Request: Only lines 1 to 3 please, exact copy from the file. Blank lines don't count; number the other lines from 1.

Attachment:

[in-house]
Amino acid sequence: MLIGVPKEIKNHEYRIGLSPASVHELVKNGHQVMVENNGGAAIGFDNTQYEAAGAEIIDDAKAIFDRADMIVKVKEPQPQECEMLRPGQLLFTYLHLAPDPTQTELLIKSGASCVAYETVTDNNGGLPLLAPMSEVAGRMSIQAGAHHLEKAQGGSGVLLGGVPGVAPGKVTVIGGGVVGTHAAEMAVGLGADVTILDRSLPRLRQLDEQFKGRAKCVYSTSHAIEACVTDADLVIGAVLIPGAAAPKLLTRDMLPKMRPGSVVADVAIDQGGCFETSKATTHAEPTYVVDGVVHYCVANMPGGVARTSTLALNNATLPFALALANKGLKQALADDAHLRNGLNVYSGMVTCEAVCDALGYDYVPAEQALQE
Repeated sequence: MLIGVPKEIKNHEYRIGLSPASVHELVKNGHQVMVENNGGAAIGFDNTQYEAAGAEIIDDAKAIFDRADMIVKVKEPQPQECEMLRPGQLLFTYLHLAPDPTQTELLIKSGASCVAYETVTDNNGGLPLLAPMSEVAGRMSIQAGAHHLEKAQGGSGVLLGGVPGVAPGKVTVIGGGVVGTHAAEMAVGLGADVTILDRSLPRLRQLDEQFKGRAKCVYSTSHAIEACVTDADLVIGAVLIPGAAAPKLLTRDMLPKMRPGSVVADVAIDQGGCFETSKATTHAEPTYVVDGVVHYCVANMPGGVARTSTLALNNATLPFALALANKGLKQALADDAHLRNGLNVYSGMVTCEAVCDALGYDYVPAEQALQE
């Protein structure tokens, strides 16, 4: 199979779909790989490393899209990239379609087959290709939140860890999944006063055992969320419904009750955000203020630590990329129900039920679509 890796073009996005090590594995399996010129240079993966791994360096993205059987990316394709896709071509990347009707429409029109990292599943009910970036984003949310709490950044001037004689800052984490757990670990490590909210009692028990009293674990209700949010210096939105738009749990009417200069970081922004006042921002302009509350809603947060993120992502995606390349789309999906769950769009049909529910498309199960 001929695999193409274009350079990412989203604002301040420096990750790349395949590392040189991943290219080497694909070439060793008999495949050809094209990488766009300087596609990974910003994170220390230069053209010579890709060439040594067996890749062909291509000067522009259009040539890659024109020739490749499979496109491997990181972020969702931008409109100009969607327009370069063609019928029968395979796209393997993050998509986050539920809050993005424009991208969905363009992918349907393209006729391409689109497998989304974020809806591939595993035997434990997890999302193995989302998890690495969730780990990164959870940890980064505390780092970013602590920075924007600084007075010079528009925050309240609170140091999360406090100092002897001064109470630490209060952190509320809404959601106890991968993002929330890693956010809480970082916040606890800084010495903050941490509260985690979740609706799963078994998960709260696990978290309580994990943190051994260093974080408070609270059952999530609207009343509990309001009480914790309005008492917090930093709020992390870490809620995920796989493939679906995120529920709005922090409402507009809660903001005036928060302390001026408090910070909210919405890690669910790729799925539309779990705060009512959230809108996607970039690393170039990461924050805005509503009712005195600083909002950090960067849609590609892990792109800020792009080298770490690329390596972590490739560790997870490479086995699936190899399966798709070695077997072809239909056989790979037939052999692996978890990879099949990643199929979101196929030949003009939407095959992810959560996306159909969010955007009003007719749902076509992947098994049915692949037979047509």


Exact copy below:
[in-house]
Amino acid sequence: MLIGVPKEIKNHEYRIGLSPASVHELVKNGHQVMVENNGGAAIGFDNTQYEAAGAEIIDDAKAIFDRADMIVKVKEPQPQECEMLRPGQLLFTYLHLAPDPTQTELLIKSGASCVAYETVTDNNGGLPLLAPMSEVAGRMSIQAGAHHLEKAQGGSGVLLGGVPGVAPGKVTVIGGGVVGTHAAEMAVGLGADVTILDRSLPRLRQLDEQFKGRAKCVYSTSHAIEACVTDADLVIGAVLIPGAAAPKLLTRDMLPKMRPGSVVADVAIDQGGCFETSKATTHAEPTYVVDGVVHYCVANMPGGVARTSTLALNNATLPFALALANKGLKQALADDAHLRNGLNVYSGMVTCEAVCDALGYDYVPAEQALQE
Repeated sequence: MLIGVPKEIKNHEYRIGLSPASVHELVKNGHQVMVENNGGAAIGFDNTQYEAAGAEIIDDAKAIFDRADMIVKVKEPQPQECEMLRPGQLLFTYLHLAPDPTQTELLIKSGASCVAYETVTDNNGGLPLLAPMSEVAGRMSIQAGAHHLEKAQGGSGVLLGGVPGVAPGKVTVIGGGVVGTHAAEMAVGLGADVTILDRSLPRLRQLDEQFKGRAKCVYSTSHAIEACVTDADLVIGAVLIPGAAAPKLLTRDMLPKMRPGSVVADVAIDQGGCFETSKATTHAEPTYVVDGVVHYCVANMPGGVARTSTLALNNATLPFALALANKGLKQALADDAHLRNGLNVYSGMVTCEAVCDALGYDYVPAEQALQE